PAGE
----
Richard Holbrooke: Before Elisabeth comes up here, I should add two things. I mentioned the Asia Society earlier. For those of you that are not members, there should be a membership form somewhere on your chair or outside, and I hope you will consider joining. We are open to everybody. It is not expensive to join. If you want to give us more money, we will accept it. And we would love to see you on all the issues, not just health. But I welcome you all here, and I will ask Elisabeth to come up and start the discussion.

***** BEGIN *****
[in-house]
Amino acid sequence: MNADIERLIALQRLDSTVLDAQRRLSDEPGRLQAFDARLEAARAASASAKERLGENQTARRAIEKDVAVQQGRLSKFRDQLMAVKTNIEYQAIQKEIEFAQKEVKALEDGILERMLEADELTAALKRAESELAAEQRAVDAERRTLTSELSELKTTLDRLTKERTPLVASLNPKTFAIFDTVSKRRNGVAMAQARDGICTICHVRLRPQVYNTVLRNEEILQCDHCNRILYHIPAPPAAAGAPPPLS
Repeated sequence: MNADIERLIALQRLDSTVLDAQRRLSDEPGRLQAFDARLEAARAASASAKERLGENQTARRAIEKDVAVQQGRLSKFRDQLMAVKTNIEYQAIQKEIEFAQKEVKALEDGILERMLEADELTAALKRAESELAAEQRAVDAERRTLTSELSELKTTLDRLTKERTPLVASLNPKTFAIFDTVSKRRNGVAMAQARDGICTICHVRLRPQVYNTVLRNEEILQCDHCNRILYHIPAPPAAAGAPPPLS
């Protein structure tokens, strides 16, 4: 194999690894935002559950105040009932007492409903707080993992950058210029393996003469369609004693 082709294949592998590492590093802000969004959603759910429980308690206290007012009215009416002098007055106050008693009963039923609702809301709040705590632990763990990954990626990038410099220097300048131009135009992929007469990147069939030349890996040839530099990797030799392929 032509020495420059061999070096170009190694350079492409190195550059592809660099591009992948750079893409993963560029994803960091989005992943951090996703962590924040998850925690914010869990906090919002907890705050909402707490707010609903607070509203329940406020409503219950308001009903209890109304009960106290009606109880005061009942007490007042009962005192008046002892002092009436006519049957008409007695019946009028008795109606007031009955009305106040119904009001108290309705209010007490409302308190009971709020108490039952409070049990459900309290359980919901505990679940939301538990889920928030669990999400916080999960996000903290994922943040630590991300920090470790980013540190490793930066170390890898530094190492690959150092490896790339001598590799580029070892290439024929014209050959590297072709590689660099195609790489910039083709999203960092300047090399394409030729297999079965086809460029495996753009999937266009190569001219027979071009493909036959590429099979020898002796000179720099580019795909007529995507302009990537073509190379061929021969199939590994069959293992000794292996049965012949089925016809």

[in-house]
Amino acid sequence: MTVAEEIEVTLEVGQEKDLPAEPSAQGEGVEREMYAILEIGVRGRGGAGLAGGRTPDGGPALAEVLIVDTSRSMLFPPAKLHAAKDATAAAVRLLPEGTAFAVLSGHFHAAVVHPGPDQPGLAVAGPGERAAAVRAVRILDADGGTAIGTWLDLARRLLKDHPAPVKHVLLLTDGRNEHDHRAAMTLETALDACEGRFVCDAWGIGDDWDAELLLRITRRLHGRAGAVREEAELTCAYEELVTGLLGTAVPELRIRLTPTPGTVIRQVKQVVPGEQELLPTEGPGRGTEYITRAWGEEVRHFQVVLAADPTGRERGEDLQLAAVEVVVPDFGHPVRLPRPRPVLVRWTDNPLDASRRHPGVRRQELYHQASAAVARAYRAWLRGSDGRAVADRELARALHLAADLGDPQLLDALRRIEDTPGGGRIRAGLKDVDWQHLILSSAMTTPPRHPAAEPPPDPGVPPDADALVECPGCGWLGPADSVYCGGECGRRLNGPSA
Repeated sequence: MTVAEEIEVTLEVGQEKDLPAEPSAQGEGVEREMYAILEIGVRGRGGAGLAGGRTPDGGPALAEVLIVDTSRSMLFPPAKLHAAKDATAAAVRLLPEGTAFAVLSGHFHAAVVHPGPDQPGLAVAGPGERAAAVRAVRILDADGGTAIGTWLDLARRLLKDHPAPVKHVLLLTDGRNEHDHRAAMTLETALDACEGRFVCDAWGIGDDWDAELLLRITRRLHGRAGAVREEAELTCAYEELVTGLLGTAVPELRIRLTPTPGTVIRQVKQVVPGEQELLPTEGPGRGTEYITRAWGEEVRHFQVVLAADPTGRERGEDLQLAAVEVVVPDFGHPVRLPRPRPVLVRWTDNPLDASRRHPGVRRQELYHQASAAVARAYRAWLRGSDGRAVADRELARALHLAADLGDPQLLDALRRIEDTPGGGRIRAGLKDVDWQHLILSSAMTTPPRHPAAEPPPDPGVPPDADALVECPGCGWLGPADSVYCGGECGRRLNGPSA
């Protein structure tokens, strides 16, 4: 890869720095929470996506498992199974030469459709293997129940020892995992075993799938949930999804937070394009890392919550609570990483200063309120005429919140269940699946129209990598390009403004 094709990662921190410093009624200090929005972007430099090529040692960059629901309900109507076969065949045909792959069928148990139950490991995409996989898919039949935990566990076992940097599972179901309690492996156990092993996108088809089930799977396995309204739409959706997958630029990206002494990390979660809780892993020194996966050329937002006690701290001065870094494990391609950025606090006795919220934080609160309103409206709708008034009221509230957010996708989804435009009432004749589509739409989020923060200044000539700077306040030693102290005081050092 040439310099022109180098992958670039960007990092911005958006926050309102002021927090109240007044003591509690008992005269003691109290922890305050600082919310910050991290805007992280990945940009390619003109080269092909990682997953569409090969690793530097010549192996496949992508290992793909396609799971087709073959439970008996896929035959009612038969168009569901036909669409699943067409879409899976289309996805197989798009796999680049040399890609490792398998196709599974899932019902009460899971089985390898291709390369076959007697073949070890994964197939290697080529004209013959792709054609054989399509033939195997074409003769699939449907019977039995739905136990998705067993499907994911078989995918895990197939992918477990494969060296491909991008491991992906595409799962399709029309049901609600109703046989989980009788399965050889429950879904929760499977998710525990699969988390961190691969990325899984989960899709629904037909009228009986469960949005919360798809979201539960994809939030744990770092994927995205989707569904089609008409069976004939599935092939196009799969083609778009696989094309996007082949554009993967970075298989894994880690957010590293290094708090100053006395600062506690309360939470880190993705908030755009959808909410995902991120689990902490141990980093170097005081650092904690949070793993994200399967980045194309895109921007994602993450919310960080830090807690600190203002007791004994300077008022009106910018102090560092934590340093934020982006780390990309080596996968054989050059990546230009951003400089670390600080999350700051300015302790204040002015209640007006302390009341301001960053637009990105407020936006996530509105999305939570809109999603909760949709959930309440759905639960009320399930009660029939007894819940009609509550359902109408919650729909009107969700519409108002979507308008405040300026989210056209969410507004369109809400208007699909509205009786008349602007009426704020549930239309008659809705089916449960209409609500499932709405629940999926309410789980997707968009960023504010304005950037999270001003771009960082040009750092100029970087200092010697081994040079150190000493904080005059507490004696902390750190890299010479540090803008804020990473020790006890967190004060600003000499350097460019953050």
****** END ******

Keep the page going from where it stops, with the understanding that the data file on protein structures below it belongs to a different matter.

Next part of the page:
Elisabeth Rosenthal: Will all the panelists come up, and we will do this all together. I want to thank Ambassador Holbrooke and former commissioner Deboino for making this possible and the Asia Society. It is a topic that is near and dear to my heart. I was on vacation in 1997 in Hong Kong when the first bird flu outbreak occurred there. I was suddenly pulled away from my mother and told to go to chicken markets and watch a million chickens being killed. So I feel like I was there at the start and have been there ever since. Let me first introduce our panel, and we are really lucky to have all the different perspectives represented here. In the end, Dr. David Nabarro, who is the UN System Coordinator for Avian and Human Influenza who really represents the kind of global health perspective on this. It is his job to convince the world that this is a problem and to keep it in perspective. There is next to him, Donald Ainslie, who is a principle at Deloitte & Touche, who specializes in security issues, and he kind of represents the other end of the spectrum: what individual companies do to prepare for a pandemic whether Avian Influenza or otherwise. His company is fairly unusual and has done a lot of thinking and consulting on this issue. Finally, Andrew Erickson, from the Naval War College, who represents the intergovernmental perspective on Avian Influenza and what it means as an issue of international politics and global security. Is that fair enough? I have to say, I feel privileged to be the moderator here and to be a journalist because in this position I get to ask questions about what is a very very difficult issue without having to come up with answers. I would not want to have to find the answer to this one. Because I think it is very difficult to know what to do for pandemic preparedness, how to handle it, how to strike the right balance between alarmism and rational planning, how to get people energized, and how to prepare. I guess we all share questions. My first question and kind of basic question: How can you prepare for something like this? What do we mean by preparedness? What are our goals? I am king of the guinea pig in this situation. I was in Hong Kong in 1997. I lived in Beijing during the whole SARS epidemic. More recently, I covered Avian Influenza. I was in Turkey, and was there for the first outbreak. I guess I am going to be kind of provocative on this and tell you a couple of brief anecdotes to show how difficult I think this is and why we really need to think in advance and be very realistic. The first thing I want to remember is going to Turkey last January to do a story on a family of four children who were the first human victims of Avian Influenza out of South East Asia. I went to the village, and it was a snowy day, and it was a holiday in Turkey. We spun off the road before we got to the village and got rescued by these four men from another village who brought us into the village. We said, 'Have you had any issues with Avian Influenza here?' They said, 'not really, but all the birds in this village died last month.' This is a rural Kurdish village, and we said, 'Well, what did you do?' He said, 'We ate them.' This is a big village with tens of thousands of birds. I said, 'Have you hear of Avian Influenza?' They said, 'Sure, we have heard of Avian Influenza, but this is dinner.' Avian Influenza to us is a theoretical problem, and dinner is a real problem. That was first issue: How do you deal with that kind of preparedness? How do you prepare for that? The second issue was that this was an unreported epidemic. How do you get people in that setting to report? Second part of the story is coming back to my base, which was in Paris as the time. I came down with a really nasty viral infection. Now I had been in the home of this family with the four kids who had died. It had been disinfected, and I was thinking, how should Avian Influenza guidelines apply to me? Here I am: I have a runny nose, a cough, a little bit of a fever. Should I go into quarantine? And my reaction, 'it actually started—I think—before I went to his house.' Anyway, I want to get back and see my kids. I don't think this is bird flu. But you have to realize that I am one traveler. I have a medical background. I can maybe make a more rational choice, but people don't make rational choices. So how do you prepare for that? The last thing that I wanted to say, we talk about preparing companies and government. Living in China during the SARS outbreak, schools were closed down. Business was closed down. We talk as a solution. Most companies when you say 'what are you going to do about bird flu?' they say 'telecommuting.' Then I think, would that have worked with SARS in Beijing. People did that to some extent; you want to telecommute, that is fine, but your kid's school is closed down. So your kids are at home. The supermarkets tend not to be getting that much in goods. I was lucky; I had a car. I could drive around to find what I needed, but a lot of people couldn't. Every step of the way was difficult. They said wear a mask if you are in public. Do you think you could find a mask to bye in Beijing? No. That was not there. So basically, in a very short time, even though some companies had done what they thought of as a little planning, most of the ex-pats got on planes and left, leaving most companies severely understaffed. So again, how do we prepare for that? So let's start. Why don't we start with each of the panelists saying a little bit about their particular take on this subject. I guess Dr. Nabarro, the obvious question. How do you get people to be conscious of this and worry about it without being alarmed? How do you get them to take it seriously without thinking you are saying 'the sky is falling, the sky is falling' because the sky may not fall anytime soon.